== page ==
Tuesday 1st December 1942
The U.S. government imposed gasoline quotas to conserve fuel during the shortages of World War II. The armed forces overseas had fuel aplenty, but stateside, gasoline became costly and hard to get. People started using bicycles and their own two feet to get around. A report presented to President Franklin Roosevelt on Sept. 1, 1942, concluded that the United States was “a have-not nation” when it came to rubber. Meeting the military’s enormous needs would be nearly impossible if the civilians at home didn’t cut out nonessential driving to conserve on tire wear. The best way to achieve that was to make it more difficult for people to use their cars. And the best way to do that was to limit the amount of gasoline an individual could purchase. Congress proved to be obstinate even in the face of a national crisis, Congress balked at imposing rationing nationwide. They pushed for a delay at the very least, but FDR would have none of it. Backed by government procurement agencies and military leaders, the president ordered gasoline rationing to begin on Dec. 1 and to last “the duration.” Americans were presented with FDR’s fait accompli on Nov. 26, giving them less than a week to prepare.
To receive a gasoline ration card, a person had to certify a need for gasoline and ownership of no more than five tires. All tires in excess of five per driver were confiscated by the government, because of rubber shortages. An “A” sticker on a car was the lowest priority of gasoline rationing and entitled the car owner to 3 to 4 US gallons (11 to 15 l; 2.5 to 3.3 imp gal) of gasoline per week. B stickers were issued to workers in the military industry, entitling their holder up to 8 US gallons (30 l; 6.7 imp gal) of gasoline per week. C stickers were granted to persons deemed very essential to the war effort, such as doctors. T rations were made available for truckers. Lastly, X stickers on cars entitled the holder to unlimited supplies and were the highest priority in the system. Ministers, police, firemen, and civil defense workers were in this category. A scandal erupted when 200 Congressmen received these X stickers.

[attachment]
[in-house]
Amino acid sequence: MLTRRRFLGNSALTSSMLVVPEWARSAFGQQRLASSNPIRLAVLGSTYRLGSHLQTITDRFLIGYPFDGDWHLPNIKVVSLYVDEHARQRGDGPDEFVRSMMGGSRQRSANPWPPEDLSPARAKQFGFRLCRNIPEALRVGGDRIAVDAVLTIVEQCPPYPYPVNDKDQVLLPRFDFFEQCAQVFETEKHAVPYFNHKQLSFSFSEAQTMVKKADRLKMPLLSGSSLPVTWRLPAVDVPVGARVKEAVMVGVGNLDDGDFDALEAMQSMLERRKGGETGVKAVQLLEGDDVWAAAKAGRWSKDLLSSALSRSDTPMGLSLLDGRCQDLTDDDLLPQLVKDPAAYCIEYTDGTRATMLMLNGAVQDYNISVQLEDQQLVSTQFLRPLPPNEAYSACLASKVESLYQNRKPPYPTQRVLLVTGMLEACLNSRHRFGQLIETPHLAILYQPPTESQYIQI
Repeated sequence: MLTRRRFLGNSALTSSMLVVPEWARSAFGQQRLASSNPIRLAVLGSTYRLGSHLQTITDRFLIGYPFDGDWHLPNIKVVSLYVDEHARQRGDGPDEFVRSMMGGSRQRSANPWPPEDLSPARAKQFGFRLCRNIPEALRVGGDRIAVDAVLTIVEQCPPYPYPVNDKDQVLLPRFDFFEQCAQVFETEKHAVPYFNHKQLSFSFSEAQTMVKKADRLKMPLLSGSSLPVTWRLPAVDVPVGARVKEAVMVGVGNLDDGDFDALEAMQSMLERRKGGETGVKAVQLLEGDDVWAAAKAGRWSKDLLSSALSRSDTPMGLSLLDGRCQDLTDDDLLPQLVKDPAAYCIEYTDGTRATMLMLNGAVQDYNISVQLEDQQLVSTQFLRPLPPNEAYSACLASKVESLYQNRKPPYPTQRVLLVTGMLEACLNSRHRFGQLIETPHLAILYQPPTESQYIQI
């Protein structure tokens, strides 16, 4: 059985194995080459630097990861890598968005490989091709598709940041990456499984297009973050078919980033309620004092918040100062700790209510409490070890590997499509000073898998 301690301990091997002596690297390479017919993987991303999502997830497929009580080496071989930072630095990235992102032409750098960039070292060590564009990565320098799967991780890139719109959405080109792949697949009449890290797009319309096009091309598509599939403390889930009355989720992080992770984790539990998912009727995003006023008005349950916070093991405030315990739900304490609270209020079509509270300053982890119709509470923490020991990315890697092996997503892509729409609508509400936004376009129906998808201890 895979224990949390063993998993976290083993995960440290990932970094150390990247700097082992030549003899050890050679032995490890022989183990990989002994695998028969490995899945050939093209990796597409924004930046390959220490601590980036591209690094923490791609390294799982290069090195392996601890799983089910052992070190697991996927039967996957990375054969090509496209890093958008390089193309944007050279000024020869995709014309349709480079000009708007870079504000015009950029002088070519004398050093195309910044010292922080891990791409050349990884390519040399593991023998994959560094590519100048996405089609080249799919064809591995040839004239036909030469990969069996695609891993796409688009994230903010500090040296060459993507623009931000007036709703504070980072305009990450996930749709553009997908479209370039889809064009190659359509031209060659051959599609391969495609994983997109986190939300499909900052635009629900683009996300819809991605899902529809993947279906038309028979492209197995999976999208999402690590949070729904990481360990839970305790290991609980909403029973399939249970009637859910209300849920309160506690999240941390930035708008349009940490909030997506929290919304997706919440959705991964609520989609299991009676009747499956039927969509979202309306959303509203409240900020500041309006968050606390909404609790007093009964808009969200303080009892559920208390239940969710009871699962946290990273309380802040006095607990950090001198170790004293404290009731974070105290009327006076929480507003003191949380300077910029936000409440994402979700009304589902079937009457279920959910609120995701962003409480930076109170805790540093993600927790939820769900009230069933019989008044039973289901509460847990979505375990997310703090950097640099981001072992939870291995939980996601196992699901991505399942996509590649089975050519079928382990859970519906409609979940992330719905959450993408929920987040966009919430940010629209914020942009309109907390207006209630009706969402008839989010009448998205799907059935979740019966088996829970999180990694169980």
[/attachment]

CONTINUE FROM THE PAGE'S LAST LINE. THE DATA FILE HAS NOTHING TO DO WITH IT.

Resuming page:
As a result of the gasoline rationing, all forms of automobile racing, including the Indianapolis 500, were banned. Sightseeing driving was also banned. In some regions breaking the gas rationing was so prevalent that night courts were set up to supplement the number of violators caught; the first gasoline-ration night court was created at Pittsburgh’s Fulton Building on May 26, 1943. All rationing ended in 1946.